A George Washington University study found use of the Babyscripts virtual care platform reduced in-person prenatal care visits while maintaining patient and provider satisfaction.
WASHINGTON, May 2, 2019 /PRNewswire-PRWeb/ -- Babyscripts, the leading virtual care platform for managing obstetrics, reduces in-person prenatal care visits while maintaining patient and provider satisfaction, according to research published today by physician researchers from the George Washington University (GW). The paper, "A Mobile Prenatal Care App to Reduce In-Person Visits: Prospective Controlled Trial," was published in JMIR mHealth and uHealth.
The study included two groups with a total of 88 participants, with one group prescribed the Babyscripts program to manage their pregnancy. Eligible participants were pregnant women between the ages of 18 and 40 considered to be low-risk: that is, a singleton pregnancy with no previous diagnosis of hypertension, diabetes, renal disease, collagen vascular disease, maternal substance abuse, or other previously documented condition that could potentially lead to a poor pregnancy outcome. Despite significant differences in the amount of face to face visits with their providers — patients who used the Babyscripts program saw their OBGYN an average of 7.8 times while patients who did not use Babyscripts saw their OBGYN an average of 10.2 times — there was no statistical difference in patient or provider satisfaction in either group.
"The positive results of this study are a huge validation of our belief in the power of technology to support mothers and providers without compromising quality, " said Anish Sebastian, co-founder and CEO of Babyscripts. "This research shows that mobile health has the potential to deliver precision care to mothers while allowing providers to allocate time to the most vulnerable of their patients, and ultimately save lives."
Kathryn Marko, MD, first author of the paper and assistant professor of obstetrics and gynecology at the GW School of Medicine and Health Sciences, echoed these statements: "Prenatal care is one of the most widely utilized preventative health care services, however there is little research on the effectiveness of standard prenatal care," said Marko. "We wanted to reevaluate the model for low-risk pregnancies and see if a mobile prenatal app could remove barriers to access and reduce the burden on patients and the health care system."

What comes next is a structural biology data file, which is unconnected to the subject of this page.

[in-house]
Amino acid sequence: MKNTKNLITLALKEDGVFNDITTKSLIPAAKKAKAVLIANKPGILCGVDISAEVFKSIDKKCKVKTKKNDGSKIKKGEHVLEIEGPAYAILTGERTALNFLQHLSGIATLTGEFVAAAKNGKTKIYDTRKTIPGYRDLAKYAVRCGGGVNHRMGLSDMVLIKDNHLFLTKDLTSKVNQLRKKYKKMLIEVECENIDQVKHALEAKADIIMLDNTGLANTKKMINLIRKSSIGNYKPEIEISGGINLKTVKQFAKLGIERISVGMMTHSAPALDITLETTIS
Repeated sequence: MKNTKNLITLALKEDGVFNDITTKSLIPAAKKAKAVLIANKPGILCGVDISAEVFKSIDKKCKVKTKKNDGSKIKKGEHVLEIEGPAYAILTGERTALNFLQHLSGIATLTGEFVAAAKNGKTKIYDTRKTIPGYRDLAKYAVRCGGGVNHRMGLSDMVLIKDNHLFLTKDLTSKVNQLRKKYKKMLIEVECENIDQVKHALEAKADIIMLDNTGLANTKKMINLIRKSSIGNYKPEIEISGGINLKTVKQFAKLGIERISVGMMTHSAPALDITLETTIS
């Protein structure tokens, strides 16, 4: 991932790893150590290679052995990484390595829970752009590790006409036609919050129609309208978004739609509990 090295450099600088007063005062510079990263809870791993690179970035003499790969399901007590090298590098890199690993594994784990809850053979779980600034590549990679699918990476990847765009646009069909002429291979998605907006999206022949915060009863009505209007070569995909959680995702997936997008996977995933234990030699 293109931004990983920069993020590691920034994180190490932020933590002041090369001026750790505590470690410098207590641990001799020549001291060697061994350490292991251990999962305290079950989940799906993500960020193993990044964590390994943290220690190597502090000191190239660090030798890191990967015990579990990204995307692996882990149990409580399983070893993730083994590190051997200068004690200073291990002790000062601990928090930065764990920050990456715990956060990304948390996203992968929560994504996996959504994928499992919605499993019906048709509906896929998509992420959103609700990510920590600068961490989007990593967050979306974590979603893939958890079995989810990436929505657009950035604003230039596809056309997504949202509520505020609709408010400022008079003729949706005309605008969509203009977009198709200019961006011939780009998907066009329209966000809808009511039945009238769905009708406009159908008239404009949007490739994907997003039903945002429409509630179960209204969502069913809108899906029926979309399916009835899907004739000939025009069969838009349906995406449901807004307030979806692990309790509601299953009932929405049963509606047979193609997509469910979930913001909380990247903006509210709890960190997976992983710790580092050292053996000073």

"Pregnancy looks different for every mother, but prenatal care is still being delivered through a one-size-fits-all-approach — even though it has nonsignificant effects on outcomes and leaves massive gaps in care," said Juan Pablo Segura, President and co-founder of Babyscripts. "We saw the ways that mobile tech was transforming disease management, and applied the same concepts to pregnancy care. We developed Babyscripts to disrupt the outdated template model, and this research study shows that our vision for risk-specific, continuous care through tech works."
In addition to Marko and Meltzer, the GW research team included Nancy D. Gaba, MD, chair of the Department of Obstetrics and Gynecology; Nihar Ganju, MD, director of digital health at Advantia Health; Joshua J. Benham, MD, physician at Sutter West Bay Medical Group; and Lorna M. Richards, MA, clinical research director at Inova Health System.
Babyscripts has spent the last four years building a clinically-validated, virtual care platform to allow OBGYNs to deliver a new model of prenatal care. Using internet-connected devices for remote monitoring, Babyscripts offers risk-specific experiences to allow providers to manage up to 90% of pregnancies virtually, allowing doctors to detect risk more quickly and automate elements of care.
Babyscripts™ is a new model for prenatal and postpartum care that is transforming the way expectant mothers use technology to work with their OBGYN practice. It's the first mobile, clinical solution to provide remote monitoring of an obstetrician's patient population while directly improving patient satisfaction and practice reimbursement.
About the GW School of Medicine and Health Sciences
Founded in 1824, the GW School of Medicine and Health Sciences (SMHS) was the first medical school in the nation's capital and is the 11th oldest in the country. Working together in our nation's capital, with integrity and resolve, the GW SMHS is committed to improving the health and well-being of our local, national and global communities. smhs.gwu.edu